It’s the kiss-of-interest-death to try to open up discussions on Carbon Taxation, Cap-and-Trade, Cap-and-Share, Cap-and-Dividend, Cap-and-Giveaway, Contraction & Convergence, Kyoto2, Border Tax Adjustments, Clean Development credits, Carbon Intensity and the like.

Only really seriously geeky, mildly obsessive people really want to think about the Big Picture. And many of us get stuck in a corner of unworkable aspiration, where we know something has to change, we fix on just a snippet of the giant problem, and then we find we cannot communicate it well enough for others to understand.

For example – very public insistence that the Coal-burning power generation industry has got to cease trading doesn’t make it happen, despite excellent reasoning and even entire Climate Camps of resistance and protest amongst the activist community.

This is probably because (a) most people don’t understand how banning Coal fits into the bigger Carbon picture, (b) most people don’t know how to go about asking the right people to ban Coal and (c) most of the Coal-burning industry don’t want people to look into their business too deeply so they have invested lots of money in public attitude smokescreens. No, it’s not a “conspiracy”. It’s a documented public relations exercise. Just ask Naomi and Erik.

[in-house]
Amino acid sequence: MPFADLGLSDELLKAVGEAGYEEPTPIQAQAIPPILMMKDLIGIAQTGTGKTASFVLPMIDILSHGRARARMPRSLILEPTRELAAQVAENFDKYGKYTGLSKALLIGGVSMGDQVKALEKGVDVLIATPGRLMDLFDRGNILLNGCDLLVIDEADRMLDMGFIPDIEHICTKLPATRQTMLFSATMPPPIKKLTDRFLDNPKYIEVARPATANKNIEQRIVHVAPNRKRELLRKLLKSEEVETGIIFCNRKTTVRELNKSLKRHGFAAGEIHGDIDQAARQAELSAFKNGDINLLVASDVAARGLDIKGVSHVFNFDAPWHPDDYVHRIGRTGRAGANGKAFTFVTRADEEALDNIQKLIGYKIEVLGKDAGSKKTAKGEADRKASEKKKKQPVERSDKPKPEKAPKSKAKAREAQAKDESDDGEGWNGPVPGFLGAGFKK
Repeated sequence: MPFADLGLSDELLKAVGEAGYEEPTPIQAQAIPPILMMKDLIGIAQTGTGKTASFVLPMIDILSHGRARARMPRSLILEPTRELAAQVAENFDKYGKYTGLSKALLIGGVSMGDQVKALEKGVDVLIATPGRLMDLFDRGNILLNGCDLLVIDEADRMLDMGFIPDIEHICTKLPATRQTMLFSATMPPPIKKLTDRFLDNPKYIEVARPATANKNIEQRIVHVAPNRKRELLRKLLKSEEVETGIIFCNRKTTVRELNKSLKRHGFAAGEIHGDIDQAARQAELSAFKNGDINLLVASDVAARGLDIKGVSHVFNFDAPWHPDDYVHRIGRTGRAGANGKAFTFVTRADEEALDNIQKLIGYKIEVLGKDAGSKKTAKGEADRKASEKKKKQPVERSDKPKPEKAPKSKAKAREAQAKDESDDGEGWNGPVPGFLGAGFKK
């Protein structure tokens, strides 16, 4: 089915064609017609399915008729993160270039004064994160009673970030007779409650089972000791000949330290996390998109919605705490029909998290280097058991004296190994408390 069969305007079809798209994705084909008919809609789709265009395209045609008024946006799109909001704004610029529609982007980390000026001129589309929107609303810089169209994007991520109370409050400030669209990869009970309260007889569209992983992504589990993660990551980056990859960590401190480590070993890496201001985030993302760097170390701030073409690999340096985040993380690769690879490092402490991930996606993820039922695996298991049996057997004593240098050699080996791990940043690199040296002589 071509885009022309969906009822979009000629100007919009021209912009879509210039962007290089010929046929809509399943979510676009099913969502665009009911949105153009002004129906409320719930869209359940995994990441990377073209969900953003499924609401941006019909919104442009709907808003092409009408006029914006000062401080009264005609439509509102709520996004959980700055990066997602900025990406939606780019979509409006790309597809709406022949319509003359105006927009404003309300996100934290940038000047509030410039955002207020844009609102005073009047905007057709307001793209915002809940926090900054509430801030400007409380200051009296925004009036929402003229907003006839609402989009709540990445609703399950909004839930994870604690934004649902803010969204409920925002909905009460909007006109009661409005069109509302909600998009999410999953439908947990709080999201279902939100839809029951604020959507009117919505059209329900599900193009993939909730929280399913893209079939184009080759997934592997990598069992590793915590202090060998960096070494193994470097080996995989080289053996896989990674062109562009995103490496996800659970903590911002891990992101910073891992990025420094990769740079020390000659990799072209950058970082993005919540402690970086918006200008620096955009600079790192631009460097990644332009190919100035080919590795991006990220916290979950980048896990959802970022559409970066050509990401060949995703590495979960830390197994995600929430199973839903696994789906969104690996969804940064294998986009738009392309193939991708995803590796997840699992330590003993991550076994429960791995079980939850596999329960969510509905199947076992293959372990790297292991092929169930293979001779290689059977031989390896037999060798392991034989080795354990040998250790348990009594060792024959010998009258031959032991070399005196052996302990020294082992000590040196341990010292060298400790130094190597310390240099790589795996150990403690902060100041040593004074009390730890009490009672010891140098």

Continue reading Naomi Oreskes & Erik Conway

The Price of Carbon

The Price of Carbon

by Jo Abbess
20 April 2010

1.   Introduction

Policy strategy for controlling risky excess atmospheric greenhouse gas (Gowdy, 2008, Sect. 4; McKibben, 2007, Ch. 1, pp. 19-20; Solomon et al., 2009; Tickell, 2008, Ch. 6, pp. 205-208) mostly derives from the notion that carbon dioxide emissions should be charged for, in order to prevent future emissions; similar to treatment for environmental pollutants (Giddens, 2009, Ch. 6, pp. 149-155; Gore, 2009, Ch. 15 “The True Cost of Carbon”; Pigou, 1932; Tickell, 2008, Ch.4, Box 4.1, pp. 112-116). Underscoring this idea is the evidence that fines, taxes and fees modify behaviour, reigning in the marginal social cost of “externalities” through financial disincentive (Baumol, 1972; Sandmo, 2009; Tol, 2008). However this approach may not enable the high-value, long-term investment required for decarbonisation, which needs adjustments to the economy at scale (CAT, 2010; Hepburn and Stern, 2008, pp. 39-40, Sect. (ii) “The Consequences of Non-marginality”; MacKay, 2008, Ch. 19; Tickell, 2008, Ch. 2, pp. 40-41). Continue reading The Price of Carbon

Sidetracked

Sidetracked
by Jo Abbess
19 February 2010

A number of prevalent ideological frameworks employed for constructing policy to address Global Warming appear to have faulty foundational analysis and are therefore ineffective in addressing Carbon Dioxide Emissions. Politically implementable options that could lead to effective action to combat Climate Change are being kicked into the long grass at every turn, in policy, in investment and in society.